Written by: Katie Ashley

The Department of Veteran’s Affairs (VA) has recently announced its intention to “recruit [the] best and brightest” health care practitioners through increases in pay in order to better serve our nation’s veterans.  The proposed plan will raise the pay ceiling for prospective Veterans Health Administration (VHA) medical professionals.  Namely, there will be an annual pay bump of $20,000 to $35,000 for future physicians.  In addition to the salary boost, the VA plans to take additional measures such as partnering with local nursing programs as well as the Department of Defense Health Affairs, and developing a program to enlist more corpsmen and combat medics to join the ranks of VHA clinicians, among others.  Moreover, the VA boasts that it is the largest employer of medical practitioners and that more than 70% of all doctors in the United States have received training through the VA.

That being said, a 2014 survey by The Medicus Firm indicated that physicians continue to rank government employment as their last choice.  Health care providers from all over the country consistently show a lack of interest in working for the government, which includes working for the VA.  This disinterest among physicians in VA work, especially in long-term employment, has resulted in “[a] revolving door of short-term physicians,” which ultimately hurts our veterans.  This high degree of turnover explains how the VA can claim to be the largest employer of practitioners.  Having temporary medical professionals, and more notably, professionals who are less than interested in working in these positions, results in a lack of continuity of medical care, lack of attentive medical care, and an overall indifference towards the “noble and inspiring mission” of serving those who served us.

Although this proposed increase in pay may entice physicians to stay longer—ameliorating the continuity problem—I cannot see how dangling money in front of physicians to work in a position that the majority of all medical practitioners do not want is going to improve the care that our veterans receive.  The practitioners should not be in it for the money, they should not be in it as a stepping stool to obtain a bigger and better job, they should not be in it because there are no other jobs to choose from, but rather they should be in it to help those who put their lives on the line to keep us safe.  Even though more practitioners are needed, and the additional money may attract more prominent physicians than in the past, I cannot say that I would want a physician who is more motivated by money than my well-being.  At the end of the day, quality is better than quantity.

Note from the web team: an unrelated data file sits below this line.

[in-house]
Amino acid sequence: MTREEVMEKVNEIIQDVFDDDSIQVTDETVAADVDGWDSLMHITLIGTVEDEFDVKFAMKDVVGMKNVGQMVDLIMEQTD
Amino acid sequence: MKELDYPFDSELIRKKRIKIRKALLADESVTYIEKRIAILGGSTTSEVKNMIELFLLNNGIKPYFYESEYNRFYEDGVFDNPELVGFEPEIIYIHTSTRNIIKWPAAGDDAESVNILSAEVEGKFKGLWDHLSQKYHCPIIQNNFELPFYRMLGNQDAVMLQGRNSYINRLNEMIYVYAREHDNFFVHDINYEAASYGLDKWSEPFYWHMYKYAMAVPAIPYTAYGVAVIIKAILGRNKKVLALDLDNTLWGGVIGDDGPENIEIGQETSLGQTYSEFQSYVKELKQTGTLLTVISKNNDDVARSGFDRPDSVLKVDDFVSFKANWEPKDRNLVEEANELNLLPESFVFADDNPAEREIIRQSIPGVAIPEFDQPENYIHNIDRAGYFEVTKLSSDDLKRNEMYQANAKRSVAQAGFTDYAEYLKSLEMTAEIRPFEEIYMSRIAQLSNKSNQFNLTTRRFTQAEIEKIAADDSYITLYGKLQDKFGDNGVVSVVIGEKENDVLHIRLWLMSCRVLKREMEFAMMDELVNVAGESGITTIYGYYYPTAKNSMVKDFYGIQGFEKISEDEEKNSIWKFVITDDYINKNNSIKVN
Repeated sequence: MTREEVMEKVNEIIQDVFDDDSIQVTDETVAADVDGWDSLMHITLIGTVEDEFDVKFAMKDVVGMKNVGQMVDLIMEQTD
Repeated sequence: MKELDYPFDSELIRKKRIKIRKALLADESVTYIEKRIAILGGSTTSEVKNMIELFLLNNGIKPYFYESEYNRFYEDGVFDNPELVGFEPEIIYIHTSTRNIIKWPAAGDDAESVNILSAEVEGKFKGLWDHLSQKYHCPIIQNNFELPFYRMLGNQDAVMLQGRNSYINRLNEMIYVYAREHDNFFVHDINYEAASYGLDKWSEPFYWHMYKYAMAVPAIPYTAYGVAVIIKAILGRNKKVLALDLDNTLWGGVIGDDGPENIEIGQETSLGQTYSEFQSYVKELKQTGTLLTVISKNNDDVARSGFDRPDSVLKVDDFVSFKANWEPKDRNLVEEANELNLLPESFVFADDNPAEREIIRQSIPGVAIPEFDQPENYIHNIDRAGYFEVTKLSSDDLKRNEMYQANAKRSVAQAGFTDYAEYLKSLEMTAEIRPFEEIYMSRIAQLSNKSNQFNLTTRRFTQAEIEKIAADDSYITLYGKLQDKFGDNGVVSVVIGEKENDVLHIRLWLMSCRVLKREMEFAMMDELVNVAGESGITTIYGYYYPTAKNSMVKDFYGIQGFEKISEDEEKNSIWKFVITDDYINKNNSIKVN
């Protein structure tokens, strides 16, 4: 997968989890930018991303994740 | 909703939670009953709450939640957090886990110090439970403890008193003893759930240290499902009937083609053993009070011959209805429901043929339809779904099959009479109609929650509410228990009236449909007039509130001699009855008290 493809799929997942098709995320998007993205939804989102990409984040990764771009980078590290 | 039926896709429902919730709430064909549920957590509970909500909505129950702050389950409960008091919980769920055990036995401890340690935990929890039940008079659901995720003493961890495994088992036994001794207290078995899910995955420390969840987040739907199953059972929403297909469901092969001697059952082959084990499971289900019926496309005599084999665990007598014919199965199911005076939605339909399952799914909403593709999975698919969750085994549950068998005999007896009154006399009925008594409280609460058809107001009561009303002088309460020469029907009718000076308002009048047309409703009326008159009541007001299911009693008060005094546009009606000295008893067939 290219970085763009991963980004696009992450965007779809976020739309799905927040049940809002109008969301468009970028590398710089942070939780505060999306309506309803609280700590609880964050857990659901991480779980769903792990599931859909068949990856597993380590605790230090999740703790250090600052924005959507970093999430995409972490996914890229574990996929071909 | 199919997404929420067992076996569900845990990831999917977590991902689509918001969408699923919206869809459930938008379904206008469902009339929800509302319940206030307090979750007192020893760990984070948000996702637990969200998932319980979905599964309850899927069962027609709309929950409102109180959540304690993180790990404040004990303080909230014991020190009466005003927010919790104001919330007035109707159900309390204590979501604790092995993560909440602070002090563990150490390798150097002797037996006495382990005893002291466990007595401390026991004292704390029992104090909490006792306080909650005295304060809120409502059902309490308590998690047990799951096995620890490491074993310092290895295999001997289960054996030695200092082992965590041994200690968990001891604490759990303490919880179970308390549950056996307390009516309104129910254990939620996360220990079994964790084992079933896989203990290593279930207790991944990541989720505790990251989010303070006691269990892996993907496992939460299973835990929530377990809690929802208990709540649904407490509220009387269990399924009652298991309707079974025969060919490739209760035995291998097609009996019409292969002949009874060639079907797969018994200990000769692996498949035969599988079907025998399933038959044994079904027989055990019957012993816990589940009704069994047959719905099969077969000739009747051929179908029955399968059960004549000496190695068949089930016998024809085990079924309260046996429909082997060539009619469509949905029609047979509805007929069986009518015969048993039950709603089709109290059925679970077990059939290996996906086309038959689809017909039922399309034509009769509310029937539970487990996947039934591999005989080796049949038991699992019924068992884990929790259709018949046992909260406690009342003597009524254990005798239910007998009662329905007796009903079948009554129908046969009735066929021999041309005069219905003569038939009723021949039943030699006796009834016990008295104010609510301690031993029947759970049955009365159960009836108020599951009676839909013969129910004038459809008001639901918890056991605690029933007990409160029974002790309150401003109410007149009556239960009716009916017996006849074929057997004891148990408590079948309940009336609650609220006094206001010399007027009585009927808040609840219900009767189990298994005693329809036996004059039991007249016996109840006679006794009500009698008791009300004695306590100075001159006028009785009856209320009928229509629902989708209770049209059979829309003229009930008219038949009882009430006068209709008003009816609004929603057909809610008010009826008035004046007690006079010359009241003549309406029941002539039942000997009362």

If this proposed pay raise results in improved care for our veterans, then I am all for it.  It is baffling to me why working in these positions is so undesired.  Our veterans watched out for our backs, and now it is time for us to better care for theirs.

Sources:

http://www.forbes.com/sites/brucejapsen/2014/06/15/though-veterans-need-physicians-va-isnt-popular-employer/

http://www.va.gov/opa/pressrel/pressrelease.cfm?id=2632

Burn Pit Registry

September 17, 2014

Written by: Stephen Beaty

Anywhere you find people these days, you will find trash.  And somehow, someone must dispose of that trash.  Over the last 24 years of conflict in southwest Asia, the United States Military has burned a tremendous amount of trash.  As recently as mid-2008, officials at Joint Base Balad (also known colloquially as Camp Anaconda), near Balad, Iraq, acknowledged that approximately 147 tons of waste were being burned in open pits each day.  At that time, the military had installed 3 incinerators burning an additional 120 tons of waste.  The logical assumption is that prior to the incinerators, the entire daily trash supply was being burned in the open pits.  Every major military base in southwest Asia had burn pits.

Various opinions rage back and forth regarding the danger this smoke created for the inhabitants of the various military posts.  The debate centers around whether breathing the smoke from these burn pits was simply a hazard while it was being inhaled or whether it might create chronic disability in the years to come for the Servicemembers caught in the smog.

The Veterans Administration (VA) has set up a place for Servicemembers and veterans to register if they were exposed to smoke from the burn pits.  According to the VA website, the Airborne Hazards and Open Burn Pit Registry is designed to aid Veterans and Servicemembers “to become more aware of their health, to receive information about ongoing health studies and VA services, and to create a ‘snapshot’ of their health to assist discussing their health concerns with a health care provider.”  Veterans who are not currently receiving VA medical care are eligible for a free VA medical evaluation.  By registering and answering the online questionnaire, veterans and Servicemembers also help the VA to “monitor certain diseases and health conditions.”

To be eligible for the registry, people must either be an active duty Servicemember or a Veteran.  Like other VA benefits, dishonorably discharged Servicemembers are not eligible.  In addition, the Servicemember must meet certain time and location qualifications.  Personnel must have served with the United States Military in Afghanistan or Djibouti in support of OEF after 11 September 2001 or in the Southwest Asia theater of operations (as defined in 38 CFR 3.317 (e)(2)) region after 2 August 1990.  This theater includes the following countries, bodies of water, and the air space above these locations: Iraq, Kuwait, Saudi Arabia, Bahrain, Gulf of Aden, Gulf of Oman, Oman, Qatar, United Arab Emirates, and waters of the Persian Gulf, Arabian Sea, and Red Sea.

For more information please visit: https://veteran.mobilehealth.va.gov/AHBurnPitRegistry.